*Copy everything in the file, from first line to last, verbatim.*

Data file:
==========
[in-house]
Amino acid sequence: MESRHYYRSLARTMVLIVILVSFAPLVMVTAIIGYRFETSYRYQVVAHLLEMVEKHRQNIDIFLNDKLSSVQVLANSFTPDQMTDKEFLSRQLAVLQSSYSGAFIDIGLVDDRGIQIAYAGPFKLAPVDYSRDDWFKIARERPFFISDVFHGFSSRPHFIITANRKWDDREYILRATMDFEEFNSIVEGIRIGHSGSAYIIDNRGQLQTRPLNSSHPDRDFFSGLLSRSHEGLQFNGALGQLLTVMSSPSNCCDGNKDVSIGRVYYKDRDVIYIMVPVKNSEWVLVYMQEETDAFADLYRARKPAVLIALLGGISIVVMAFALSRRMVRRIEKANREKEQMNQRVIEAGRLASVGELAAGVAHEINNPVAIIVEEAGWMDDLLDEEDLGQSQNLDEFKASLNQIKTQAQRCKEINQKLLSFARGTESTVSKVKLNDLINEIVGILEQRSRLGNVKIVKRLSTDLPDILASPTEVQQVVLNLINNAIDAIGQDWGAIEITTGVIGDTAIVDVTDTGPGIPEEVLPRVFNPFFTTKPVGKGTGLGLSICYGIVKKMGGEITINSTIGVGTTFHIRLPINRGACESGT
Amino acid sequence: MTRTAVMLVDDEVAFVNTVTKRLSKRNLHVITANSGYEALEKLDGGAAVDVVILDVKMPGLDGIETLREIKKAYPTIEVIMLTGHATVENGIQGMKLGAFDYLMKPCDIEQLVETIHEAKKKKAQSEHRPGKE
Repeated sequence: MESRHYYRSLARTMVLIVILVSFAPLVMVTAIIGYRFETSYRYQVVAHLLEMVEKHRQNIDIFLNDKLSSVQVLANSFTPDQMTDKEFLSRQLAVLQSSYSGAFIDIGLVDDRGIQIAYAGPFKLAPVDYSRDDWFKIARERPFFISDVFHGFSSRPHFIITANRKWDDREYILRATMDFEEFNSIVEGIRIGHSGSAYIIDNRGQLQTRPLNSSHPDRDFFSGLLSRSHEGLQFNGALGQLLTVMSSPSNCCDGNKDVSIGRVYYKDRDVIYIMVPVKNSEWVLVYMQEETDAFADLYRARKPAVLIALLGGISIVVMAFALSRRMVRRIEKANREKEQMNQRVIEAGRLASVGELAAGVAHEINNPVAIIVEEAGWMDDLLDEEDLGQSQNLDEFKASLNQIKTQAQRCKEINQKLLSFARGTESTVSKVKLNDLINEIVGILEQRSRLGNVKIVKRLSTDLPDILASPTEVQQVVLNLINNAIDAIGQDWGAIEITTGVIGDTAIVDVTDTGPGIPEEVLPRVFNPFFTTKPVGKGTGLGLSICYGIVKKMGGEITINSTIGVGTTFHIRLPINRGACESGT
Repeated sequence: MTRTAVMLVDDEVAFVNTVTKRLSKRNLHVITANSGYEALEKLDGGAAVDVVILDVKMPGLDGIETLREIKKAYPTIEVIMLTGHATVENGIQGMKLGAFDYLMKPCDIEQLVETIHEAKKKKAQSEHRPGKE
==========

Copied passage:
[in-house]
Amino acid sequence: MESRHYYRSLARTMVLIVILVSFAPLVMVTAIIGYRFETSYRYQVVAHLLEMVEKHRQNIDIFLNDKLSSVQVLANSFTPDQMTDKEFLSRQLAVLQSSYSGAFIDIGLVDDRGIQIAYAGPFKLAPVDYSRDDWFKIARERPFFISDVFHGFSSRPHFIITANRKWDDREYILRATMDFEEFNSIVEGIRIGHSGSAYIIDNRGQLQTRPLNSSHPDRDFFSGLLSRSHEGLQFNGALGQLLTVMSSPSNCCDGNKDVSIGRVYYKDRDVIYIMVPVKNSEWVLVYMQEETDAFADLYRARKPAVLIALLGGISIVVMAFALSRRMVRRIEKANREKEQMNQRVIEAGRLASVGELAAGVAHEINNPVAIIVEEAGWMDDLLDEEDLGQSQNLDEFKASLNQIKTQAQRCKEINQKLLSFARGTESTVSKVKLNDLINEIVGILEQRSRLGNVKIVKRLSTDLPDILASPTEVQQVVLNLINNAIDAIGQDWGAIEITTGVIGDTAIVDVTDTGPGIPEEVLPRVFNPFFTTKPVGKGTGLGLSICYGIVKKMGGEITINSTIGVGTTFHIRLPINRGACESGT
Amino acid sequence: MTRTAVMLVDDEVAFVNTVTKRLSKRNLHVITANSGYEALEKLDGGAAVDVVILDVKMPGLDGIETLREIKKAYPTIEVIMLTGHATVENGIQGMKLGAFDYLMKPCDIEQLVETIHEAKKKKAQSEHRPGKE
Repeated sequence: MESRHYYRSLARTMVLIVILVSFAPLVMVTAIIGYRFETSYRYQVVAHLLEMVEKHRQNIDIFLNDKLSSVQVLANSFTPDQMTDKEFLSRQLAVLQSSYSGAFIDIGLVDDRGIQIAYAGPFKLAPVDYSRDDWFKIARERPFFISDVFHGFSSRPHFIITANRKWDDREYILRATMDFEEFNSIVEGIRIGHSGSAYIIDNRGQLQTRPLNSSHPDRDFFSGLLSRSHEGLQFNGALGQLLTVMSSPSNCCDGNKDVSIGRVYYKDRDVIYIMVPVKNSEWVLVYMQEETDAFADLYRARKPAVLIALLGGISIVVMAFALSRRMVRRIEKANREKEQMNQRVIEAGRLASVGELAAGVAHEINNPVAIIVEEAGWMDDLLDEEDLGQSQNLDEFKASLNQIKTQAQRCKEINQKLLSFARGTESTVSKVKLNDLINEIVGILEQRSRLGNVKIVKRLSTDLPDILASPTEVQQVVLNLINNAIDAIGQDWGAIEITTGVIGDTAIVDVTDTGPGIPEEVLPRVFNPFFTTKPVGKGTGLGLSICYGIVKKMGGEITINSTIGVGTTFHIRLPINRGACESGT
Repeated sequence: MTRTAVMLVDDEVAFVNTVTKRLSKRNLHVITANSGYEALEKLDGGAAVDVVILDVKMPGLDGIETLREIKKAYPTIEVIMLTGHATVENGIQGMKLGAFDYLMKPCDIEQLVETIHEAKKKKAQSEHRPGKE